20181108: Schaumbad | Künstlerhaus

Iris offered to lead a tour through the Districts of Puntigam, Graz-Neuhart and Gries. Schaumbad was located on Puchstraße, named after Johann Puch's manufacturing company, most well-known in the U.S. for the 49.cc Puch Maxi mopeds that were popular for existing in a legal gray zone between human-powered and motor-powered conveyances, which required different licenses and road usage. The southern neighborhood was the original industrial center, it should be noted that pollution generated from this area and disposed into the Mur was known to impact towns downstream in southern Austria, Slovenia, Croatia, etc., on the tribulation to the Drava and Danube.

The industrial past and present were evident. Near Schaumbad were distributors of industrial material, landscaping supplies, kitchen decoration, but also a few recycling companies, which could be thought of as the next industrial revolution: once it was less expensive to repurpose refuse than manufacture from raw material.

Walking up Puchstraße we saw the monuments to an industrial past: the towers of concrete about ten stories high, with windows broken and doors missing. The towers were covered in solar panels, which were hung so well that they appeared to be part of the original building design. On the ground floor a modest revival was underway in the form of a rock climbing gym, Crossfit studio and squash court. Around the back was a literary space and a new building to house artists. Graffiti and murals filled in where there weren't solar panels

We saw Caritas Ressidorf, a men's homeless shelter before turning down Auf der Tändelwiese to see Dr. Schlossar-Park where the Grazer artist Hartmut Skerbisch had built a garden labyrinth. The garden was not in the best shape; autumn had not treated it well and most of the phytowalls were in decay. But a gesture of the city's support for local artists, as well as a sign that it had changing its mind.

The buildings in this area, many of which were social housing projects from the beginning of the 20th Century, formed walls along the street and guarded the green space within the block. Other developments were rows of two and three story homes with spacious backyards.

We continued down Kapellenstraße and saw the Urnenfriedhof Graz, one of the older cemeteries in the city. Iris told us that it was very expensive to be buried there and that, unlike plots in the U.S., in Graz they were leased and not permanently owned. When one's descendants no longer paid the lease to the plot, the body was exhumed and the plot leased to a newly dead. Cemeteries were more for the living to remember the dead, than for the dead to have company.

Turning up Payer-Weyprecht-Straße we came to Kunstgarten, a familiar cultural institution in the backyard of Irmi and Reinfrid Horn. They programed film screenings, concerts, exhibitions and residencies, and maintain a botany library. Pure generosity and endurance. Reinfrid was in his overalls, toiling away at the computer, and Irmi welcomed us over tea and Früchtebrot. We chatted for a few hours but the highlight of the conversation was learning of the 23 years of tension that had existed between their institution and their missionary next-door neighbors. Reinfrid portrayed them as rural conservatives who moved to the city, treated their pets like farm animals and didn't appreciate culture nor community. The called the police in response to concerts, and their dogs barked at guests. The long game.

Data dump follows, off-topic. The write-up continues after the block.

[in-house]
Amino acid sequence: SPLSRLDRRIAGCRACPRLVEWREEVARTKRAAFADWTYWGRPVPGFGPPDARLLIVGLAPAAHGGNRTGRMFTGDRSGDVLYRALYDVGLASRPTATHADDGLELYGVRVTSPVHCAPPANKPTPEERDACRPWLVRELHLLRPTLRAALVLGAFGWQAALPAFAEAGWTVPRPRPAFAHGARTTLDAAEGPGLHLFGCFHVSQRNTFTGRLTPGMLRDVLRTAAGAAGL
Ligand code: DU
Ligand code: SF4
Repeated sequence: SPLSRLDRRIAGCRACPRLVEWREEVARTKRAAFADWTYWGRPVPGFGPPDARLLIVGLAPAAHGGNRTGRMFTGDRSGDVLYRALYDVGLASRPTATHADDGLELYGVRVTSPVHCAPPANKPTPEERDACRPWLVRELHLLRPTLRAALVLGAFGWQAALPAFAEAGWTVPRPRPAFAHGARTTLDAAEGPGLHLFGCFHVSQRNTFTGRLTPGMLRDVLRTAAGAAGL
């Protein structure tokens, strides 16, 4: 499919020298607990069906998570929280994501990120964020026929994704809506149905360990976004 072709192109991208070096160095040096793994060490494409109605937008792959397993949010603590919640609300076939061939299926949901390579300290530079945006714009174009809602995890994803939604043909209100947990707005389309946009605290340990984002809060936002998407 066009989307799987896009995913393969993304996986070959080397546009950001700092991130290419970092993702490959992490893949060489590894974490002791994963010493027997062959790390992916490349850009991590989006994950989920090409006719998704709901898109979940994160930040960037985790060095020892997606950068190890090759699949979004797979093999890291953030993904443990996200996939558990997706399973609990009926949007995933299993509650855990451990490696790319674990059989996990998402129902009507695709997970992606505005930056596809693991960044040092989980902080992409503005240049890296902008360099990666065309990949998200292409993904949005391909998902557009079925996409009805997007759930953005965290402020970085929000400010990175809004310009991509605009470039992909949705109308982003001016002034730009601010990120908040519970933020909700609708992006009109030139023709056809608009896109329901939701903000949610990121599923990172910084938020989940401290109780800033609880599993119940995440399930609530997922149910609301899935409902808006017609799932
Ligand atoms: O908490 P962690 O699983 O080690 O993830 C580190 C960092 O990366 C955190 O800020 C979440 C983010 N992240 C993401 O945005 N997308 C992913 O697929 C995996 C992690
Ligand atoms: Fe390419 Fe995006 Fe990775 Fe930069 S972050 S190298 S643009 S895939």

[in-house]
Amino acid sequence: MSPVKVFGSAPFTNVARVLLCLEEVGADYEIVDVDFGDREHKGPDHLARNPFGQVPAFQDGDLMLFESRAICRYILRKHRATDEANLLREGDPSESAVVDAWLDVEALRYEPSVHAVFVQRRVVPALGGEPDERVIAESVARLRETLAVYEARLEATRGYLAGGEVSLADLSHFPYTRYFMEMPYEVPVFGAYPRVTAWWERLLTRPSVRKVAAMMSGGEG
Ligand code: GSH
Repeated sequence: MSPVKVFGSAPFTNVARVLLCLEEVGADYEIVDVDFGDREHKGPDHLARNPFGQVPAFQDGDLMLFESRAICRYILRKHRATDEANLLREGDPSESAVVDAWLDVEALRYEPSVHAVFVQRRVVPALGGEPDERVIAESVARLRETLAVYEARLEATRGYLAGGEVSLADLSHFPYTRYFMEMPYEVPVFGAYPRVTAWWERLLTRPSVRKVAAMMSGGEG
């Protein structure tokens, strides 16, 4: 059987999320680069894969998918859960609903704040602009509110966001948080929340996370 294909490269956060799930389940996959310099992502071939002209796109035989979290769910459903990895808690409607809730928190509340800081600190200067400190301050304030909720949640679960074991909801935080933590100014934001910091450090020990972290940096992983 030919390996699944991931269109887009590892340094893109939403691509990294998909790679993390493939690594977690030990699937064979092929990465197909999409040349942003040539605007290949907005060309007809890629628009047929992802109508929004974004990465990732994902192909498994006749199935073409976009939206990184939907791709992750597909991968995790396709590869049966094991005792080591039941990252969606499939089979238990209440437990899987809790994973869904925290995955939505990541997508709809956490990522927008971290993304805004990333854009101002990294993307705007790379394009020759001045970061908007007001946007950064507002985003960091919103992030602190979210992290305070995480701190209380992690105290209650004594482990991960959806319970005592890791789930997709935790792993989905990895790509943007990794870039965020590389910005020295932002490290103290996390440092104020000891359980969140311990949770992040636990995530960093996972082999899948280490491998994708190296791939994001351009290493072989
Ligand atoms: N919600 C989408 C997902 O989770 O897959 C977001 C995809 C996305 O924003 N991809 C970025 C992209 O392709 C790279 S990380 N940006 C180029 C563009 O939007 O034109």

The next stop was the Graz-Karlau Prison, seated on archduke Karl II's summer hunting grounds. From the street we could see the silhouette of two people, whom I presumed were inmates watching the evening traffic. The complex had a central tower with four radial arms, and an adjacent structure running parallel to the street. The grounds are walled off and decorated by public art projects on the side bordering Triester Straße. As one of the larger prisons in Austria, it was the holding cell of the mass-murder Jack Unterweger, who became the icon of prison rehabilitation after he became a writer and journalist. Having used his imprisonment to craft short stories, poems, plays and an autobiography, he gained the respect and admiration of Viennese cafe intellectuals.[1] He recanted his psycho-sexual homicides; his signature works were strangulation of sex workers with their own bras. After serving his first sentence, he became a minor celebrity, international journalist, but soon resumed killing, was re-imprisoned and committed suicide. Terrorists and nationalist terrorist were also held, together, at Graz-Karlau.

The tour brought us past a slaughterhouse, just across the street from a Tierkorper Sammelstelle, or dead pet depository. It was not clear which site was the origin of the foul smell.

We continued across the river over Karlaugürtel, past Peepshow, a laufhaus, and up Neuholdaugasse, when I looked up Leitnergasse and saw a large tree in the sidewalk, seemingly oversized and out of place. I realized that, due to the narrow width of the sidewalks, there were not many sidewalk trees. Instead, the green areas were set behind buildings in the center of the block. Since many sidewalk trees have short, difficult lives due to soil compaction, pet excrement and urban activity, perhaps it was better that trees were centralized on blocks.

[1] "Killer Prose," Rick Atkinson, Washington Post, August 3, 1994.